Over-Shoot and Ask Questions Later

In the world of triathlon there is a saying:  You can’t win a triathlon in the swim, but you can lose it.

This general philosophy can also apply to running and biking races.  You can’t win a race in the first few moments, but you can lose it.  How you say?  It happens by overshooting the effort in the opening minutes.

There are two basic energy systems to fuel the body.  There is the aerobic system that uses oxygen to create fuel with a mix of fat and sugar or the anaerobic system that doesn’t require oxygen and only taps into available sugar.  The aerobic system is the endurance system.  It is a long and slow process to create usable fuel, but the energy stores are virtually limitless and intensity level can last for hours.  The anaerobic system is quick to react and is primarily used for short efforts or high intense efforts where the quick metabolic process can provide the energy needed in the acute time frame which is often just 3 or 4 minutes, but can more or less last up to about an hour.

Over the last 30 years of coaching, we have come to believe that people use the intensity of their breathing to gauge their RPE, or Rate of Perceived Exertion.  The heavier you are breathing, the harder you think you are working.  This is a very reliable way of managing your intensity.  As a Runners World article hints at, a number of studies have concluded that athletes using their RPE can very closely estimate their Lactate Threshold, about 10K pace intensity, as accurately as a lactate blood test.


The issue is that your breathing already needs to be elevated and under a consistent stress to be an effective tool to evaluate intensity.

People get to know what their breathing feels like to be running at race pace.  They know that if it is less than expected, they can push harder and run faster.  So, at the start of the race, they charge off the line and run faster and faster until their breathing pattern matches what they expect it to be.  What they are failing to account for is that the anaerobic energy system is in charge of the fuel production for those first 1-3 minutes and doesn’t require any change in oxygen consumption or breathing pattern.  The unsuspecting runner charges forth and continues to run faster and faster convinced that the current world record pace is sustainable. They don’t have an active RPE evaluation system, or a fully engaged breathing response, to tell them that it is a fool’s errand and that they should slow down.  All the while, they are creating a back log of waste that is produced from this anaerobic activity and the only way to clean this excess waste out is to slow down so the body can catch up.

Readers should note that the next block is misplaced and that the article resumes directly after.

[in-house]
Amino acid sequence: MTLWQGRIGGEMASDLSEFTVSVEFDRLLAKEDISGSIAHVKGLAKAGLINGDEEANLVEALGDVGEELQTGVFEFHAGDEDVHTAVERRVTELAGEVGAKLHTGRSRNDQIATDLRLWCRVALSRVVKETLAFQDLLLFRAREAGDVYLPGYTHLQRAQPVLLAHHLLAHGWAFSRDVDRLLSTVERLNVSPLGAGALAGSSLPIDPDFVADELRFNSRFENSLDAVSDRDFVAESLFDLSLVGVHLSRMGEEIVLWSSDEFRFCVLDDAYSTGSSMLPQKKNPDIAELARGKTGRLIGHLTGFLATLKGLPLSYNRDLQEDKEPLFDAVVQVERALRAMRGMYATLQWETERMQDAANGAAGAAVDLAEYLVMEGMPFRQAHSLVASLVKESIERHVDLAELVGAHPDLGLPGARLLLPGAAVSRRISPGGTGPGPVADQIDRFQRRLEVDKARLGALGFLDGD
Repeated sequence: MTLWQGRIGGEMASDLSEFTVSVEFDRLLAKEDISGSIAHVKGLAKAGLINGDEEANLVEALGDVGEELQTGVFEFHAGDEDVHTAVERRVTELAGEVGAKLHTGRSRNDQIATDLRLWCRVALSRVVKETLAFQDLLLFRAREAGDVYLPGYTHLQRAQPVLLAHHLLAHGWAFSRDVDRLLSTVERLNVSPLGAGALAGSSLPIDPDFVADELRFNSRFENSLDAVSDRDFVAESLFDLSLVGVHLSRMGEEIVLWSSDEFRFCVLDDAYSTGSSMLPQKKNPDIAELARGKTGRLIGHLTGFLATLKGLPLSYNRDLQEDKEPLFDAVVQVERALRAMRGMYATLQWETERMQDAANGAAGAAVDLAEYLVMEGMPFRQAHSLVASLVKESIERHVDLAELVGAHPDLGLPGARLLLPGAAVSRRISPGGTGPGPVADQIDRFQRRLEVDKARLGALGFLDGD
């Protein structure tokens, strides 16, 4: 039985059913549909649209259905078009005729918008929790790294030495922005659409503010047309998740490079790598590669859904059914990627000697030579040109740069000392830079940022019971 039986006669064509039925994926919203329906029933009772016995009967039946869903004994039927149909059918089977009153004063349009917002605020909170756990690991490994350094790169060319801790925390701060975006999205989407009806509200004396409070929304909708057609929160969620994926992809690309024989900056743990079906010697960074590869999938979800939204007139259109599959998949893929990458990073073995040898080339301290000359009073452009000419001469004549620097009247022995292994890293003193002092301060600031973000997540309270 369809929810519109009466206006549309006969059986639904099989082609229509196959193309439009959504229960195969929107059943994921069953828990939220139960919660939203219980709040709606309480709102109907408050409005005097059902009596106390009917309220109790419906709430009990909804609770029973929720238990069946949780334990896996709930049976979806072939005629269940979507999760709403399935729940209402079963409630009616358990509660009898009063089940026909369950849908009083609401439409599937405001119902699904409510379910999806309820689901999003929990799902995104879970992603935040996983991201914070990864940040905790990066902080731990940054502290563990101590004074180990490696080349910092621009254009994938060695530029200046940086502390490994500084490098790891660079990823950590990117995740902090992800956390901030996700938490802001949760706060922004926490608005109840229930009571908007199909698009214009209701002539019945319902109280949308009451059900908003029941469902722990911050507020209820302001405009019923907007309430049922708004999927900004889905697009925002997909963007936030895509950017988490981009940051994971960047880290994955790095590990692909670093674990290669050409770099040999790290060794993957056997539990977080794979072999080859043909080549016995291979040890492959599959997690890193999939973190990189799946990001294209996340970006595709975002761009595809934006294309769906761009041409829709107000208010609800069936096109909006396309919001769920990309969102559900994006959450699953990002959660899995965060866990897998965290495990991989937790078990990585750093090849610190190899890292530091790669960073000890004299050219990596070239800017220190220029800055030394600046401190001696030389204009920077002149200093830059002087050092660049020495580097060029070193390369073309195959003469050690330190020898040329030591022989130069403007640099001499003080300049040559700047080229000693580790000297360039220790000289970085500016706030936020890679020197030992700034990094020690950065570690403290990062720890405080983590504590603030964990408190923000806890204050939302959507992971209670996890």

We can see this in the below graph of one of my athletes.  The red line is showing heart rate and the green line is showing pace from a race done last year.  They reached their peak pace at 35 seconds at 5:35 minutes per mile and then started to slow their pace. At 1:20 into the run, their first real feedback from their RPE and their breathing was starting to be felt.  The athlete assumed that they were now going to settle into race pace, but this only lasted for another 40 seconds.  The first acknowledgement that this wouldn’t be race pace hit and they slowed their pace again and held that for another 40 seconds.  Finally, at the 3:00 mark of the run, all pretenses were left behind and the athlete was in full realization that they had overshot the opening moments.  The pace kept decreasing over the next 5:00 to settle in a full 2:30 minutes per mile slower than the opening pace.

Image A: Overshoot

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The seconds chart is from the same athlete but exactly one year later at the same race.  Note that the heart rate line looks very similar to the line in the first image.  The most dramatic difference is that the green pace line never has a dramatic drop in Image B, but only a dramatic lift at the finish.  The second year, where the pace was honest and sustainable right from the beginning, the finish time was 45 seconds faster at 5 beats per minute average lower.  Next year, we will work on running all the way to their Lactate Threshold heart rate and I’m sure realize another course PR.

Image B: Ramp

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The lesson that we help our athletes learn at Phoenix Fitness and Training, is that by giving up a little bit of speed during the opening 2-3:00 of a race effort, the overall pace will be much higher by the end.  With the ability to honestly evaluate how close they are running to their maximum sustainable pace and with their RPE or a heart rare monitor, they have the highest possible chance to build their pace throughout the race and compete to their full potential.